The Heat’s team of the future came into better focus Wednesday when point guard Goran Dragic agreed to a multiyear contract with the team.
Though Dragic’s agreement materialized rather quickly, and with little fuss, free agent negotiations between the Heat and Dwyane Wade extended through the day. A source called dialogue between the Heat and Wade “ongoing.” Meanwhile, dizzying free agent deals from all points on the map launched the NBA into a new era of spending.
Dragic’s deal is for five years and $90 million with a player option on the final year. ESPN first reported the agreement. A new contract cannot be signed until the end of the NBA’s free agent moratorium on July 9.
The Heat acquired Dragic at great expense in February (four players and two future first-round picks), but that trade gave Miami exclusivity to offer Dragic a five-year contract this offseason. No other team could. The fifth year of Dragic’s new deal will be designated as a player-option year, according to a report. That would allow Dragic to renegotiate his deal with the Heat in the summer of 2019, or perhaps look elsewhere.
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It’s that same contractual mechanism that allowed Wade to opt out of his contract Monday. Wade is seeking a multiyear deal from the Heat, but the two sides couldn’t come to an agreement on Wednesday afternoon.
Wade might now entertain offers from other teams, or at least schedule meetings to leverage a concession from the Heat. The Heat has approached these talks with Wade with one eye on the future, but the franchise can ill afford to lose its longtime star.
In signing for $90 million over five years, Dragic left the Heat some financial wiggle room to possibly sweeten Wade’s deal. Dragic could have signed a maximum contract worth in excess of $100 million. Finding common ground with Wade is now the Heat’s top priority of the free agency period. If Wade returns, the Heat would be a contender in the Eastern Conference.
Though talks flattened with Wade on Wednesday, the Heat’s offseason transactions this past week have been an overall success.
Last Thursday, Miami drafted NBA-ready youngster Justise Winslow, who as a collegiate freshman last season helped lead Duke University to a national championship. The Heat selected Winslow with its No. 10 pick. It was a move considered one of the best of the draft. Many around the league believe Winslow has the potential to develop into the Heat’s next star.
On Monday, Luol Deng, who also had a player-option entering free agency, chose to return to the Heat for the final year of his two-year deal. The move was somewhat of a surprise, and considered a great success for the Heat. Deng, who started the most games for the Heat last season (72), chose to return based on the potential strength of the team for next season.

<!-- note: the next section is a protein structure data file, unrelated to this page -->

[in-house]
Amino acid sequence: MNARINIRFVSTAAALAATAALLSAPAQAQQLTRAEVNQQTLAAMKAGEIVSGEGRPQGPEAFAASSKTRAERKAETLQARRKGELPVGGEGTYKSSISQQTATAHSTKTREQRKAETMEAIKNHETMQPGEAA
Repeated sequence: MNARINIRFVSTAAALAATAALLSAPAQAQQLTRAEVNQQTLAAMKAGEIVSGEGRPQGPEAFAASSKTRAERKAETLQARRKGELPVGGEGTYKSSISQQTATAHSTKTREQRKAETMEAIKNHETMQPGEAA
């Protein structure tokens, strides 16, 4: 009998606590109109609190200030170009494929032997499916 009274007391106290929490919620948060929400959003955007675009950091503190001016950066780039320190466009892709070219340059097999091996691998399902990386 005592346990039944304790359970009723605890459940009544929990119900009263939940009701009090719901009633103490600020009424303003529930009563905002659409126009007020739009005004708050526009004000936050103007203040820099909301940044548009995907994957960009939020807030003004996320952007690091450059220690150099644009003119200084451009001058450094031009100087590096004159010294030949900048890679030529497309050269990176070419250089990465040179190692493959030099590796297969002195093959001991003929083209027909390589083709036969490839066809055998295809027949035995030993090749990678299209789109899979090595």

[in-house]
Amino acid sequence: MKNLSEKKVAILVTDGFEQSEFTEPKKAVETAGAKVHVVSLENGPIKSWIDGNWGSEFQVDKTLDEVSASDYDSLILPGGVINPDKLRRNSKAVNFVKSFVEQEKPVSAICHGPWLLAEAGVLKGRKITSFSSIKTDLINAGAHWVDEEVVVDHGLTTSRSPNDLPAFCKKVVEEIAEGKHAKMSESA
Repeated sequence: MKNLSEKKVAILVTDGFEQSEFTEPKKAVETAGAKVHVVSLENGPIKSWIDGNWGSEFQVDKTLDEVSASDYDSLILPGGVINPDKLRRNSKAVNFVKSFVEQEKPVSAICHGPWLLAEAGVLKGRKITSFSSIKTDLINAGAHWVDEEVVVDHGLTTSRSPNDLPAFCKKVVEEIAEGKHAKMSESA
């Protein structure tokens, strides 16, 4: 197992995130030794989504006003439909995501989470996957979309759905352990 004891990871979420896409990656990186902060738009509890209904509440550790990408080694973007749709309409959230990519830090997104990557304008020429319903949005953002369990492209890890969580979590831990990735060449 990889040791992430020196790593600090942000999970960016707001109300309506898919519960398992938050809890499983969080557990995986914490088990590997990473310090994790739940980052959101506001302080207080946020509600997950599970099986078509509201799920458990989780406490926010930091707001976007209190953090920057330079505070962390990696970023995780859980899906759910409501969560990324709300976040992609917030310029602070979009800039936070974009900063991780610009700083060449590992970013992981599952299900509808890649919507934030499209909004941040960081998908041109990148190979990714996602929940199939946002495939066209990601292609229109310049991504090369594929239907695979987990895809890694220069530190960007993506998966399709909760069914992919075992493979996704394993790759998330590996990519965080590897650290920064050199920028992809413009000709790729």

Elsewhere in the NBA on Wednesday, one of the league’s stars agreed to a mega contract while role players scored deals that helped set the market.
New Orleans Pelicans power forward Anthony Davis reportedly negotiated a new contract for $145 million over five years, or the largest contract in NBA history. Davis projects as one of the best NBA players for years to come, and his new contract was interpreted as a sign of the times.
With the league’s salary cap expected to jump around $25 million next year, players with expiring contracts or player options this offseason are already cashing in. For example, shooting guard Danny Green of the San Antonio Spurs agreed to a four-year deal worth $45 million, and that number was considered a steal for the Spurs.
Free agent Al-Farouq Aminu, who averaged 5.6 points and 4.6 rebounds last year for the Dallas Mavericks, agreed to a four-year, $30 million deal with the Portland Trail Blazers. Point guard Brandon Knight, a former star at Fort Lauderdale Pine Crest, negotiated a five-year extension for $70 million.
Dragic is spending the offseason in his native Slovenia, where he and his wife are awaiting the birth of their second child. It was there that the international basketball star agreed to the largest contract of his career. The deal would make him the third-highest-paid point guard in the NBA behind Chris Paul of the Los Angeles Clippers and Derrick Rose of the Chicago Bulls.
With such a huge jump in salary coming to Dragic, teammate Hassan Whiteside jokingly asked the point guard for money on Twitter after news of the deal became public.
“Congrats @Goran_Dragic on [the] new deal,” Whiteside wrote. “Welcome back to the family and let me borrow 5 dollars.”